A Review of Robert Steven Goldstein’s “Cat’s Whisker”
There was a senior citizen in my church named Garth that I was quite friendly with. Garth was a guy who was fascinated with science, though not at the expense of his core faith as a member of our Christian congregation. One day, Garth invited me to his home to take part in a discussion around quantum physics and spirituality. I regretfully declined. I wasn’t sure if I was interested in learning about quarks and such, and I always figured that I’d have time slightly later in my life to engage in this kind of discourse with him. Perhaps a few months after he had the event, though, he died. Not taking part in that conversation is a source of regret for me — I wish I’d been there. Who knows? I might have learned something that I could taken along with me on my faith journey, and could have expanded my mind. Thus, when a publicist reached out to me about a small press book I could read via a digital download whose main conceit focused on the fusion of science and spirituality (or so it is being marketed as), I felt that I couldn’t turn something like this down this time.
In some ways, I wish I did.
That said, Robert Steven Goldstein’s Cat’s Whisker isn’t a novel that is terribly bad, per se. I’ve read worse books from major publishers. It’s clear that Goldstein is a somewhat talented writer, and he can write a gripping story — with a few caveats. However, my major caveat and the reason this book has left a bad taste in my mouth is not because of the spirituality versus science angle. I’ll talk about that a bit more in a moment. The reason that this book landed lightly for me is that about fourth fifths of the way through my electronic copy, there was a scene (which has now been apparently edited out of the book) involving bestiality and BDSM (which stands for “bondage and discipline, dominance and submission, sadism and masochism.”) While I am now told that this scene was presented to me in error and is not final copy, the fact that such a scene existed in an earlier draft sent out to reviewers is still problematic. There are a couple of things that are off the table for me when it comes to sexuality. One is sex with children. The other is sex with animals.
Aside from this major gaffe on the part of the publisher — I really wish I had received a final copy of this novel and not be subjected to a rather offensive part of a draft text — what you have here is not too bad. Cat’s Whisker is, in part, a philosophical novel not just about faith and science, but also deals with topics such as meditation, Jiu-Jitsu, biology, anthropology, Tai Chi, and, of course, the dreaded BDSM. It is also a robust coming-of-age novel that is quite entertaining. The story is largely told in a series of flashbacks, where the main character, Samuel Baron — a successful businessman and entrepreneur — looks back at the events that shaped him as a man.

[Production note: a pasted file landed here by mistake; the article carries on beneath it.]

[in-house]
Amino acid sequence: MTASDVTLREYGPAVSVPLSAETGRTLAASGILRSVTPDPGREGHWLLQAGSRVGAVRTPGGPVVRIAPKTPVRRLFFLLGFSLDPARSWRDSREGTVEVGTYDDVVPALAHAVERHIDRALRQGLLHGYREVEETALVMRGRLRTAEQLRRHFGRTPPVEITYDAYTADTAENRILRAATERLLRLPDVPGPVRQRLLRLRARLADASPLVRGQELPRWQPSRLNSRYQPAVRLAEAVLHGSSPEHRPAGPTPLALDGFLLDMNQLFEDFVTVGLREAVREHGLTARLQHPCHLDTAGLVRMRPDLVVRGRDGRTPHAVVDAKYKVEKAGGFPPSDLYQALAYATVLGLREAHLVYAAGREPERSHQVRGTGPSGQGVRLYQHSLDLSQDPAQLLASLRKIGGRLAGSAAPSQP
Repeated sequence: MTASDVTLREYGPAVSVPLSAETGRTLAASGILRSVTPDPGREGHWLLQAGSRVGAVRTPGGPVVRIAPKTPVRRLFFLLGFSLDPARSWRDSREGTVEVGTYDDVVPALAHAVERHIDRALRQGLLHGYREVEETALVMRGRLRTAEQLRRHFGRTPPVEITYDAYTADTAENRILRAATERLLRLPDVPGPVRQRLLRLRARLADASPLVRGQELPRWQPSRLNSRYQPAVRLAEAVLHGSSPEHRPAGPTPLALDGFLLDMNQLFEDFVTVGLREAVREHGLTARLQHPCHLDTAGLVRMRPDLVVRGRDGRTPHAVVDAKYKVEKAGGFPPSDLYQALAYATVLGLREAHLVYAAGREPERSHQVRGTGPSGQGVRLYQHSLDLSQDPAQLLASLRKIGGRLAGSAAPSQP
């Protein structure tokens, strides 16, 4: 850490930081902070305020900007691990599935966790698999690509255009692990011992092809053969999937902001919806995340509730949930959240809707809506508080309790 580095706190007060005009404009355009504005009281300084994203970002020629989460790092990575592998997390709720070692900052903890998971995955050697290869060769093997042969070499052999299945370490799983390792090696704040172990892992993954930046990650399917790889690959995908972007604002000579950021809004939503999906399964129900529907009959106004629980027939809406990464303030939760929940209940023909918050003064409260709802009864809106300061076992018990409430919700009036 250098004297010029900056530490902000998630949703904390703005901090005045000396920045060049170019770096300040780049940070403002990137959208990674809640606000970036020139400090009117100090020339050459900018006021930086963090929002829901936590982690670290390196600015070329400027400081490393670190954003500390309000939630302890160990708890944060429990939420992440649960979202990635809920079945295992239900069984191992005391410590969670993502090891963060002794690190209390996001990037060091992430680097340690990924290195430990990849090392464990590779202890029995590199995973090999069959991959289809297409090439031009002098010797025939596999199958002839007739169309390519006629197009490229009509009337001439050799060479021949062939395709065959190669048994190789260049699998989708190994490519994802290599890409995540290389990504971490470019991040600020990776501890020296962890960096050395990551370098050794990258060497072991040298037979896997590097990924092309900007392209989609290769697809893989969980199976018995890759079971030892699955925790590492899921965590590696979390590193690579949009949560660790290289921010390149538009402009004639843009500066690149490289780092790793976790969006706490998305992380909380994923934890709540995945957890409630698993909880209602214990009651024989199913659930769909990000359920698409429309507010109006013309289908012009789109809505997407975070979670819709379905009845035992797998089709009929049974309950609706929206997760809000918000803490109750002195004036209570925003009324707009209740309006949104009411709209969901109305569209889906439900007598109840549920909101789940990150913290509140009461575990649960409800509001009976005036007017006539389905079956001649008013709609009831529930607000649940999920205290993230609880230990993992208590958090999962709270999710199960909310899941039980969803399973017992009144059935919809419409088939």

The glimpses of growing up in the South Bronx of the 1950s and ’60s are remarkably stirring. We see Baron grow into a somewhat three-dimensional character, and the interactions with his family members and his peers are remarkably poignant. However, the moments set in the present day, which center around the character and a drinking buddy waxing poetic on just about any topic under the sun while trying to perfect the consummate cocktail, were less interesting to me — probably because I don’t drink. The novel also suffers from the poor beginning that I mentioned earlier, which starts on the topic of meditation in a way that’s New Age-y — so it might be best to know walking into this novel that Goldstein isn’t interested in exploring how traditional religion and science can co-exist. He’s going after something more mystical (which is odd because Baron is Jewish). The book eventually picks up speed — but I’m not sure if it’s because I had lowered my expectations by the laboriously embarrassing start. That part of Cat’s Whisker is a little like listening to a friend trying to tell you something that they’re excited about but is actually boring to the point of the listener (or, in this case, the reader) wanting to cry. Threads are dropped throughout the novel, too. The start of the book deals with Rosicrucianism to a degree, but then the religious order is hardly ever mentioned again in the novel. The ending is weak, too, as it involves a chance encounter by characters who haven’t seen each other in decades. I know it’s meant to give the novel a sense of optimism and hopefulness, but the scene is not quite believable.
In the end, I want to say that Cat’s Whisker is a simply mediocre, but occasionally illuminating read. Aside from the scene that has now supposedly been removed, there are things to recommend about Cat’s Whisker. For one, it’s a 140,000-word book that is immensely readable for the most part. I’m sure that with some editorial pruning, the book could have been stronger. I’ve said it before, but Goldstein does possess some talent as a writer, so he needs to temper his desire to write about subject matter that is deviant and disgusting. As the sun sets for me on Cat’s Whisker, I’m just willing to say that while I, for the most part and with an exception, enjoyed the read — and there’s the crux of something interesting and profound here. I just couldn’t get past the bestiality angle that was in my copy of the book. Enough said.
Robert Steven Goldstein’s Cat’s Whisker will be published by Köehler Books on October 26, 2021.
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